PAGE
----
Cosplay is such an incredible way to celebrate the fandoms you love. My favorite cosplay so far? That’s really tough. I love how my second attempt at Wonder Woman turned out and I’m just dying to do another newer version of Peggy Carter as Captain Carter. I also would love to do the DC Bombshells version of Catwoman or a newer more updated Tifa Lockhart. I haven’t had as much time for costume creation since I became a mom, but as my little guy gets older, it’ll be safer for me to have a needle and scissors strewn about the house again haha.

Got any upcoming projects on the horizon you wish to share or tease us with?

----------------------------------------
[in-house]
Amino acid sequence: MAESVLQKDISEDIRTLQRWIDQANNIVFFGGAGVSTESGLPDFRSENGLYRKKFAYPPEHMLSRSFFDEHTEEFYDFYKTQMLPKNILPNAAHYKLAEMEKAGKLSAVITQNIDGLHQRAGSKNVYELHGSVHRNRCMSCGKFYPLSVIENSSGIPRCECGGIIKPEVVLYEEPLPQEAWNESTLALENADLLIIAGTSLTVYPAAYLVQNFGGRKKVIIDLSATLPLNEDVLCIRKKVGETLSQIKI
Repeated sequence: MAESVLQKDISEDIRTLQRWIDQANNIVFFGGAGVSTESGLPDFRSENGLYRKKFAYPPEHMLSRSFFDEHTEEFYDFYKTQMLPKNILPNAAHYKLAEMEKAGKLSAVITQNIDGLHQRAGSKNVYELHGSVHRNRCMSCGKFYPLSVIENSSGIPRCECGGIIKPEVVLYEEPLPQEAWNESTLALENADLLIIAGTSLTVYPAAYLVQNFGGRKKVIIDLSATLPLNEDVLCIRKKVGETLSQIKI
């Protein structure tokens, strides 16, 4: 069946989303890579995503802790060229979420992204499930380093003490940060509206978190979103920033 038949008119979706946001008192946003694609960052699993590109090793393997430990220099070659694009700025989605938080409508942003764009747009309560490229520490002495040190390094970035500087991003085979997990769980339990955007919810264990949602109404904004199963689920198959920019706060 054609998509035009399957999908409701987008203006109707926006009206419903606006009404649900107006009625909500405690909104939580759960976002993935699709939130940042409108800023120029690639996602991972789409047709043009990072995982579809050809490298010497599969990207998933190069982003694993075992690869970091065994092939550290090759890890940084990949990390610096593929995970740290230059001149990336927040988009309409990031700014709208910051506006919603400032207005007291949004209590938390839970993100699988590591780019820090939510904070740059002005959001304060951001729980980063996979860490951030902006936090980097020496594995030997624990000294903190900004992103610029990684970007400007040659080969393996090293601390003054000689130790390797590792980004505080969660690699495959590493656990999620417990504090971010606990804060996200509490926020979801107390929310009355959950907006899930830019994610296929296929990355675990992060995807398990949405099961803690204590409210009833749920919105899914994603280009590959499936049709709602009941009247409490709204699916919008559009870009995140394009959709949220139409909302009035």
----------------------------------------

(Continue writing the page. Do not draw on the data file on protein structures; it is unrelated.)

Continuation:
The best thing about my career is the breadth of types of content I get to make, whether it’s in an on-camera, scriptwriting or producing role. I write and host the show DIY tech series “DIYin5” for Kingston Technology, which is headed into its 200th plus episode. I livestream (produce/host) a weekly indie game showcase on my Twitch channel called the Twitch Gong Show each Tuesday showing off early builds of upcoming indie games. I regularly do live reviews of consumer electronics and toys/collectibles for Amazon. If you are shopping and see a video pop up, that might be me. And I do have another big exciting project on the horizon that I am not permitted to talk about in detail just yet, but what I will say is that DIY PC builders and esports fans should keep their eyes peeled this fall.